six month jail time for no permit

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This was on the Drudge Report on 08/28/07
RHE man gets jail time for property fixes
By Megan Bagdonas Staff Writer
He built a fence, a retaining wall, a patio and a few concrete columns to decorate his driveway, and now Francisco Linares is going to jail for it.
Linares had been given six months to get final permits for the offending structures or remove them as part of a plea agreement reached in January, when he pleaded no contest to five misdemeanor counts of violating the Rolling Hills Estates building code.
If he failed to do one or the other, Linares faced six months in county jail.
On Monday, Torrance Superior Court Judge Sandra Thompson chastised Linares, a Farmers Insurance district manager, for not completing what he agreed to do in January and then handed him the maximum sentence without possibility of house arrest or probation.
"Imagine my disappointment to find we are no further along in resolving these issues," Thompson said. "At the rate we're going, we'll still be talking about this at my retirement party."
Linares is scheduled to report to county jail Sept. 10.
"I'm not scared," Linares said about spending time in jail. "It's just very unfair. The city said they wanted to teach me a lesson because they thought I wanted to get away with a lot of stuff."
Richard Hamar, Linares' attorney, said he has never heard of anything like this.
"We're talking about fixing a fence that was on city property," he said. "He didn't build a Las Vegas casino. You put a guy in jail for six months because he repaired the city fence?"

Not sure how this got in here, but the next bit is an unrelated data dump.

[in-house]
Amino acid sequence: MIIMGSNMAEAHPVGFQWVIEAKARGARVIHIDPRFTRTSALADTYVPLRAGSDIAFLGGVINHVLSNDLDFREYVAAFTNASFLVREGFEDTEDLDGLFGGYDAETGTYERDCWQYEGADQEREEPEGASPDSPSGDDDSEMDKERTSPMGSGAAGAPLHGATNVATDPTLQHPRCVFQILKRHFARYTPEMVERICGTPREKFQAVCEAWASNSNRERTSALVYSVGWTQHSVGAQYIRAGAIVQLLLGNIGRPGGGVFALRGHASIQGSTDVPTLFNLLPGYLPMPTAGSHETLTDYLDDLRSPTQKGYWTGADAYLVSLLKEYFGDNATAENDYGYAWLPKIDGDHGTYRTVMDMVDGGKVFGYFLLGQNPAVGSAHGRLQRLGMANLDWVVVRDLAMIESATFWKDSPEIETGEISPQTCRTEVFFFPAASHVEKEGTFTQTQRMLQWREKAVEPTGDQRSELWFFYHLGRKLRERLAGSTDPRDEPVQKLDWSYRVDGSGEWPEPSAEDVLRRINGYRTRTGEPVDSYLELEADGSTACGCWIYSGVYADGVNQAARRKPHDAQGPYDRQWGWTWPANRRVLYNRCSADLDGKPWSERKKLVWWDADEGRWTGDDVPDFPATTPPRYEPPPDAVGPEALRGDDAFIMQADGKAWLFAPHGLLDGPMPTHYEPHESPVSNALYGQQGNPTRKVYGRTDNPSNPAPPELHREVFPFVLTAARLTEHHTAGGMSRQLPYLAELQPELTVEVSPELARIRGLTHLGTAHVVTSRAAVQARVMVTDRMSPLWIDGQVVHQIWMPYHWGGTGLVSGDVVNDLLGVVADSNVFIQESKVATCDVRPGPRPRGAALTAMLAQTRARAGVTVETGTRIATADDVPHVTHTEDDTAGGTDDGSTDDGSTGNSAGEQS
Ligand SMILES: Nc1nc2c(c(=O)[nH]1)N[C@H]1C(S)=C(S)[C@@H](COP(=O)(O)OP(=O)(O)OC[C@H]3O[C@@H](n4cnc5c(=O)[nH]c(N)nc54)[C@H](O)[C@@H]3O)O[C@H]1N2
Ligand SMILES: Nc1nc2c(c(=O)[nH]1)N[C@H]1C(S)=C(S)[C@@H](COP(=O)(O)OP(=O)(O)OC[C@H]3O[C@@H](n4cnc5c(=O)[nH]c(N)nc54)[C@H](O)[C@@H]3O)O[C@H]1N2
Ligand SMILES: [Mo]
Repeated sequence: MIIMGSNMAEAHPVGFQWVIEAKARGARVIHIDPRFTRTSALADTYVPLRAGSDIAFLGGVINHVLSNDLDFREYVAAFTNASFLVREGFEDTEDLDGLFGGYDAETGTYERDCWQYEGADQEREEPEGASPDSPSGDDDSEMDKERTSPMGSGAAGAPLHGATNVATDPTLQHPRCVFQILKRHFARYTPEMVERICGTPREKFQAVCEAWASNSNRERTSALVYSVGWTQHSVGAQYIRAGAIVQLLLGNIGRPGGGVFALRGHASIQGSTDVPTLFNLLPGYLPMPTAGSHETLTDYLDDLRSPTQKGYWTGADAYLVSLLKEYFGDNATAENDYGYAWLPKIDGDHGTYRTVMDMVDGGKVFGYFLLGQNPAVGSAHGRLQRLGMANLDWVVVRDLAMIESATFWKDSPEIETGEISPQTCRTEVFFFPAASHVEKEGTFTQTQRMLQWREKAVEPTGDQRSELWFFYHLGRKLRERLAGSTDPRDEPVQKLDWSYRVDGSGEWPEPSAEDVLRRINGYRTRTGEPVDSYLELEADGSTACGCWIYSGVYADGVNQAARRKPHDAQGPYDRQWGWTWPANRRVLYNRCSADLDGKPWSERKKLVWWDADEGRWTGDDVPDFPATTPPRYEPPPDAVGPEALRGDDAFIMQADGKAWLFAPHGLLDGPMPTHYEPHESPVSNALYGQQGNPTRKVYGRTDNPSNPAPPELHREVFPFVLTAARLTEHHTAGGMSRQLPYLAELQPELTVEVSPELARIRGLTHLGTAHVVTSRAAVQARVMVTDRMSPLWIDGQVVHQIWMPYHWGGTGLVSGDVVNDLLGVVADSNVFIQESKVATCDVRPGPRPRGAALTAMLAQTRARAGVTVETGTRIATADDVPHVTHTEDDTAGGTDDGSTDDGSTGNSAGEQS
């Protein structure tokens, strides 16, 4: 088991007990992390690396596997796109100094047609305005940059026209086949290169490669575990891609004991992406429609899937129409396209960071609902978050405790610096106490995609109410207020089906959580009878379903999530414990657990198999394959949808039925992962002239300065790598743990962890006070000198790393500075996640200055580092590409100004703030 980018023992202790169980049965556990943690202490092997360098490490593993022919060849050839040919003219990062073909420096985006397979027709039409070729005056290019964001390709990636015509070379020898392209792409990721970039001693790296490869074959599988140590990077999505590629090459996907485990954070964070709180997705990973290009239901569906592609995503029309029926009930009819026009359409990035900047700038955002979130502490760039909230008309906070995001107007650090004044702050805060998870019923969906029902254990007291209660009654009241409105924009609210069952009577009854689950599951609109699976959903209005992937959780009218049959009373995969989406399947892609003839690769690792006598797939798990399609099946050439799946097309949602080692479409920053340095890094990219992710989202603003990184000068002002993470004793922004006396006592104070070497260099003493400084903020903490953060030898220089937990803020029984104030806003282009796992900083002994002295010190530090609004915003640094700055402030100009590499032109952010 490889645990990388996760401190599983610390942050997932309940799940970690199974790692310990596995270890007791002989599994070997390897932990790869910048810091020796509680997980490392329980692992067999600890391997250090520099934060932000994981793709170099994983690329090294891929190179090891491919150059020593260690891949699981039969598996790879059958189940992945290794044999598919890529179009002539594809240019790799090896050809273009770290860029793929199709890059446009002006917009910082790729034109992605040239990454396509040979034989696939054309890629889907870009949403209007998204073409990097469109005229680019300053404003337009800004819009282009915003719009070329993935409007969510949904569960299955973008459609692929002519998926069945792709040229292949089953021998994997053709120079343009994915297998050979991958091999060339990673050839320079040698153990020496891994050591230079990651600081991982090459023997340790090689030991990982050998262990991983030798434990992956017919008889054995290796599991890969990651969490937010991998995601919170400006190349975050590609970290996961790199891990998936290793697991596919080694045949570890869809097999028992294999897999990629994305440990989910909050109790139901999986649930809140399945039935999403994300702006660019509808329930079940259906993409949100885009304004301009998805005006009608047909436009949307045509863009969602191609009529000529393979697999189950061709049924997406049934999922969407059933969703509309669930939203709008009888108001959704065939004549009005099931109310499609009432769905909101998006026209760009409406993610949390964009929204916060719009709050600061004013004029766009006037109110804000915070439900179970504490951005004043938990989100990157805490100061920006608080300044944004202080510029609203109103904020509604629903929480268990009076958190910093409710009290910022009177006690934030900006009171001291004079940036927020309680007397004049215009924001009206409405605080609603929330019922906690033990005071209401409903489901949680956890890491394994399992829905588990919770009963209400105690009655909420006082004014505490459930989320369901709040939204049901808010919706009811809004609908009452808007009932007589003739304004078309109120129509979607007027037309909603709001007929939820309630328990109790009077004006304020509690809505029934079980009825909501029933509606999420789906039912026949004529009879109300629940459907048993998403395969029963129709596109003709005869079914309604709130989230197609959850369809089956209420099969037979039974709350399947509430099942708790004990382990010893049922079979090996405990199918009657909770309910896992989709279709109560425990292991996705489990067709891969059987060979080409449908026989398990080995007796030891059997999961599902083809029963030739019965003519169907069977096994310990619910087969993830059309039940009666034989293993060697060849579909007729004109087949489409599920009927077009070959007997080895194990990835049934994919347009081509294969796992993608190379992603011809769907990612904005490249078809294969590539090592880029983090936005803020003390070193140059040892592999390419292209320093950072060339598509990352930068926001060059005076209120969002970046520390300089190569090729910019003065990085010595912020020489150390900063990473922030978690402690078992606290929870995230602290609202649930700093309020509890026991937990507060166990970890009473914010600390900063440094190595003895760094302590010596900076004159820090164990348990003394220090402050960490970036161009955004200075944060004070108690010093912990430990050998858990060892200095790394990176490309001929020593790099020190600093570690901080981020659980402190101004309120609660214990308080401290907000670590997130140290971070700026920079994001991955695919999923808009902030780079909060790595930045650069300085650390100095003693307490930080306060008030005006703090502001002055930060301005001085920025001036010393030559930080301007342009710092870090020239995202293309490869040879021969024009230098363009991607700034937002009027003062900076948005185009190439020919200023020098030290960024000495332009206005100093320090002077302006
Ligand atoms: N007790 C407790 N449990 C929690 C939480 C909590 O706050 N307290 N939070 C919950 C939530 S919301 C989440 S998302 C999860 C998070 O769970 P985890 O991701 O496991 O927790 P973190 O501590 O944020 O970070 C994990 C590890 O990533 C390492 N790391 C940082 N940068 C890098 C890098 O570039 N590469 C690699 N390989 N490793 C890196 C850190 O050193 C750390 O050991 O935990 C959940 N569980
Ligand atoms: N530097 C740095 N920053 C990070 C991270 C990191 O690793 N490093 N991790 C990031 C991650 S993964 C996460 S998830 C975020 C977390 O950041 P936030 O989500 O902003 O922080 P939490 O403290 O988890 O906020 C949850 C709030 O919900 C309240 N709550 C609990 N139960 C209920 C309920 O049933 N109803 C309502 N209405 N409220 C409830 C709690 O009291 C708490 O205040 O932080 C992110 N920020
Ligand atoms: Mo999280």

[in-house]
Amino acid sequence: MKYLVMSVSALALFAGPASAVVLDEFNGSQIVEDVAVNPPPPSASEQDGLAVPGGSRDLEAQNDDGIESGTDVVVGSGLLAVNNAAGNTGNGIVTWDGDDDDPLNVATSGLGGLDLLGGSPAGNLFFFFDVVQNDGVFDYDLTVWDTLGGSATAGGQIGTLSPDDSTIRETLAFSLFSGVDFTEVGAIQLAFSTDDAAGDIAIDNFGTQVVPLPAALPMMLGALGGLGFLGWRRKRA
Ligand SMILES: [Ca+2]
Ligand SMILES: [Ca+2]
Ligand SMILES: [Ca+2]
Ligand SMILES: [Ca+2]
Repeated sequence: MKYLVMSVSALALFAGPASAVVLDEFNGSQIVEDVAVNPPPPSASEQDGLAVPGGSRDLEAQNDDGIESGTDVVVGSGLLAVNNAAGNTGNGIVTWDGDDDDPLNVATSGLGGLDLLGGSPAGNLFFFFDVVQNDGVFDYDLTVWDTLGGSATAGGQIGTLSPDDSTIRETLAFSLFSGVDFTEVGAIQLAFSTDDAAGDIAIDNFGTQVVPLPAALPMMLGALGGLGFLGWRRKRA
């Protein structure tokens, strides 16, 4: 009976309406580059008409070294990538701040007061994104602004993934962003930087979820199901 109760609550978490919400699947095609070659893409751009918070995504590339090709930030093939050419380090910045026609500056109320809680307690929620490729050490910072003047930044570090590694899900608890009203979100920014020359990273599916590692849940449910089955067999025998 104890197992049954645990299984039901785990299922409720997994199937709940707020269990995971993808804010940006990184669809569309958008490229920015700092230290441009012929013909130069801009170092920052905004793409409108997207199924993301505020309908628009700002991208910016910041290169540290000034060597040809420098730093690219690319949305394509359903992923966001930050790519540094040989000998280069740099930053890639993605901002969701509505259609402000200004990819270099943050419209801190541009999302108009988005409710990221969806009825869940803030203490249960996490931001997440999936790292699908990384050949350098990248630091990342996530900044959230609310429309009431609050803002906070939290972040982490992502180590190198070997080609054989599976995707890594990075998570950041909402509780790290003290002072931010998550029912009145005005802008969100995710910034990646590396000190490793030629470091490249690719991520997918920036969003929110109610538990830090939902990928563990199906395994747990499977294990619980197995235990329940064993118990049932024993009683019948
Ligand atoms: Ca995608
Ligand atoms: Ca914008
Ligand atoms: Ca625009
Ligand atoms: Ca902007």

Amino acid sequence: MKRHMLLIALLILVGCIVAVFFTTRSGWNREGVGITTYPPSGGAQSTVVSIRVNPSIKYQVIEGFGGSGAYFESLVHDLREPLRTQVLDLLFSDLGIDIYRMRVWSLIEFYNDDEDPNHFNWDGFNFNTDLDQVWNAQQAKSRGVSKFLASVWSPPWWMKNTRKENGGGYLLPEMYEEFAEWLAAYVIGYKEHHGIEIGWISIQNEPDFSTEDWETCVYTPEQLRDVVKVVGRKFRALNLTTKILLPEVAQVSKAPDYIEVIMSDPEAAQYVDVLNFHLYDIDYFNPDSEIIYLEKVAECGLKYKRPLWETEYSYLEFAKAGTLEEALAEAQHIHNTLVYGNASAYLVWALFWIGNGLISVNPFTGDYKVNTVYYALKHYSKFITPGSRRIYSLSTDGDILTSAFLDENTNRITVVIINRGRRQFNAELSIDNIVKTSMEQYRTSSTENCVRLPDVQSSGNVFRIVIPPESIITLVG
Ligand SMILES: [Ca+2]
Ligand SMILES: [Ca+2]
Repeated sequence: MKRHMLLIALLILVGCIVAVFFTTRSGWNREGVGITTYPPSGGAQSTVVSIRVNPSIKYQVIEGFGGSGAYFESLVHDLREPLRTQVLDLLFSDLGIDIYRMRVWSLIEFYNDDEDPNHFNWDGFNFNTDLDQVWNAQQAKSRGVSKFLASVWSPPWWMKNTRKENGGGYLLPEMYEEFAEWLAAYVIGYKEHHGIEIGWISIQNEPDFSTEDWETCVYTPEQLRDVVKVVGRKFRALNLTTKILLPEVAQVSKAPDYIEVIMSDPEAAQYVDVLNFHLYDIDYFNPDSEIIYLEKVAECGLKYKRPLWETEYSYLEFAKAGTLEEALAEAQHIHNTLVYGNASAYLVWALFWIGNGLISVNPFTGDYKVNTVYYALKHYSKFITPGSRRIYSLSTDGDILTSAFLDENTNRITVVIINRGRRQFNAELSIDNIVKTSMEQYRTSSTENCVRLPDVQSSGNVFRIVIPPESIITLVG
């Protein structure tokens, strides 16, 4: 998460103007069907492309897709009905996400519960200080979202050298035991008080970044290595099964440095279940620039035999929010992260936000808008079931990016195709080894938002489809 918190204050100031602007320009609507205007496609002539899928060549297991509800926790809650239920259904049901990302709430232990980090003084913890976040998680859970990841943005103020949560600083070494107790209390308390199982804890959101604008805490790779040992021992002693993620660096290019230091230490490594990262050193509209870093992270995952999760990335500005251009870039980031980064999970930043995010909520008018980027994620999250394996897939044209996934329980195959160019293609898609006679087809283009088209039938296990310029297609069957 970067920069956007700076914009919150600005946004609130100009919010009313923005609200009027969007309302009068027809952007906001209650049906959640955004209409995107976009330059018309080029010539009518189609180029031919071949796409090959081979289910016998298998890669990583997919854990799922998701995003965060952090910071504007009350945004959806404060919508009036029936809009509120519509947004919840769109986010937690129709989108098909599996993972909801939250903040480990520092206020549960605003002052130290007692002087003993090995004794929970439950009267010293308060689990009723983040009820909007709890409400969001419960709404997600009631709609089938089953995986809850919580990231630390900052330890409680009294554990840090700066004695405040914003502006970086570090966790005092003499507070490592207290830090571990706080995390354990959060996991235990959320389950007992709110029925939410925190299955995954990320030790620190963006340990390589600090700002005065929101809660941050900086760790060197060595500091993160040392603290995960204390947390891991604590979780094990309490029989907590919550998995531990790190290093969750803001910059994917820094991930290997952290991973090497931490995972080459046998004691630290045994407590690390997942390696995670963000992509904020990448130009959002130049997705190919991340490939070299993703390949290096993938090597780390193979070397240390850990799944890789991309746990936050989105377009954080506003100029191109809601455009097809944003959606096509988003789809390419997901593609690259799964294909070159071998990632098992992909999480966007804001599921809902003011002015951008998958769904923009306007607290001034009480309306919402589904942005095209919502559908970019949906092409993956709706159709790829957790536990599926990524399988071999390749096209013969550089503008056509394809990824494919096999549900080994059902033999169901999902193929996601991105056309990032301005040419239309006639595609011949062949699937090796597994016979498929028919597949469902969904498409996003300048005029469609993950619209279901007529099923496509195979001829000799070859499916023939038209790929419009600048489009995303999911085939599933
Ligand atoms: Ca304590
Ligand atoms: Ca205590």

The 51-year-old bought the nearly 1-acre property in the 4600 block of Palos Verdes Drive North in 1998. After tearing down an adobe house on the site and building a 3,000-square-foot French-style home, he began landscaping.
When Linares asked the city to repair the white three-railed fence behind his house, he was told it was on his property and his responsibility. So he replaced the termite-infested planks. Then the city reversed itself and said Linares had illegally built the fence on city property.
In October 2004, the city charged Linares with three misdemeanors: for not taking down the fence, having a retaining wall built higher than a 2-foot restriction and for erecting stone columns without a neighborhood compatibility analysis. Later inspections found eight other violations, including a lack of permits for plumbing and grading.
"He's had a couple of years to correct the problems," said Dean Pucci, a Fullerton attorney contracted as the city's prosecutor. "His options were to obtain final permits or remove all of these structures built without permits."
Linares lives in the house with his wife and three daughters. He contends that he didn't remove the structures because he believed the permits would be approved.
However, Pucci said no permits are pending, since Linares failed to resubmit an application that was deemed incomplete.
At the sentencing, Hamar said his client was a good Christian man who has never committed a crime and who worked diligently - 142 hours - to try to resolve the issues with the city.
And the only reason he was not able to complete the stipulations of the plea agreement, he said, was because of the city's confusing building codes and negligence in rendering a decision on his permit applications.
"We established that he did everything that was humanly possible to comply. And the un-rebutted evidence is that (the city) hasn't ruled on the permits," Hamar said. "To … do something as harsh as put a good man in jail for six months, you got to look at the impact on society. What will society gain if you put this man in jail?"
The prosecutor, however, said, "In virtually every city in every county a violation of the municipal code is a crime."
Hamar said he plans to appeal.
"I'm praying that there will be an appeal and that my dad won't be sentenced to jail," said daughter Vanessa Linares, 18. "My dad is the backbone of our family. How would we be able to hold up if he's not here?"